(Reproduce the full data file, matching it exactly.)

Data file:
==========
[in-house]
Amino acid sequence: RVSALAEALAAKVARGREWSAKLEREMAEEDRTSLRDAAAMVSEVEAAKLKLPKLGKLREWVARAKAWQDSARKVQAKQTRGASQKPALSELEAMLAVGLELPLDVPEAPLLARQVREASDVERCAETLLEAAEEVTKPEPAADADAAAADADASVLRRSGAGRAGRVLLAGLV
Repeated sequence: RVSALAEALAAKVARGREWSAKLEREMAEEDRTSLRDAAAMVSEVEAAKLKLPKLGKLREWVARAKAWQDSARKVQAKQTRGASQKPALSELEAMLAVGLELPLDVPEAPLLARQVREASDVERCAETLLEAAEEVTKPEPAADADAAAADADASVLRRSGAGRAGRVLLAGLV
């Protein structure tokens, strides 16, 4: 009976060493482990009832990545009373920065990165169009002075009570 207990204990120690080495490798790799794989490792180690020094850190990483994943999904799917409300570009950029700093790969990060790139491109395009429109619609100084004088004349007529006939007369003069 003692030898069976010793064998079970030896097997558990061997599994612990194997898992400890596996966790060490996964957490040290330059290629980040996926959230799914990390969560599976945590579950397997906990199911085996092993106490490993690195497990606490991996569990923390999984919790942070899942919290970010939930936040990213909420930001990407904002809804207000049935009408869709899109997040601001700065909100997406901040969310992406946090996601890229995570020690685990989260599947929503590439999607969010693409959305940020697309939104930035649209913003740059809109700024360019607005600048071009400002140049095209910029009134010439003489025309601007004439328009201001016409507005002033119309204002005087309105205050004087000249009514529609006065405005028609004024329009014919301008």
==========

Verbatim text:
[in-house]
Amino acid sequence: RVSALAEALAAKVARGREWSAKLEREMAEEDRTSLRDAAAMVSEVEAAKLKLPKLGKLREWVARAKAWQDSARKVQAKQTRGASQKPALSELEAMLAVGLELPLDVPEAPLLARQVREASDVERCAETLLEAAEEVTKPEPAADADAAAADADASVLRRSGAGRAGRVLLAGLV
Repeated sequence: RVSALAEALAAKVARGREWSAKLEREMAEEDRTSLRDAAAMVSEVEAAKLKLPKLGKLREWVARAKAWQDSARKVQAKQTRGASQKPALSELEAMLAVGLELPLDVPEAPLLARQVREASDVERCAETLLEAAEEVTKPEPAADADAAAADADASVLRRSGAGRAGRVLLAGLV
């Protein structure tokens, strides 16, 4: 009976060493482990009832990545009373920065990165169009002075009570 207990204990120690080495490798790799794989490792180690020094850190990483994943999904799917409300570009950029700093790969990060790139491109395009429109619609100084004088004349007529006939007369003069 003692030898069976010793064998079970030896097997558990061997599994612990194997898992400890596996966790060490996964957490040290330059290629980040996926959230799914990390969560599976945590579950397997906990199911085996092993106490490993690195497990606490991996569990923390999984919790942070899942919290970010939930936040990213909420930001990407904002809804207000049935009408869709899109997040601001700065909100997406901040969310992406946090996601890229995570020690685990989260599947929503590439999607969010693409959305940020697309939104930035649209913003740059809109700024360019607005600048071009400002140049095209910029009134010439003489025309601007004439328009201001016409507005002033119309204002005087309105205050004087000249009514529609006065405005028609004024329009014919301008």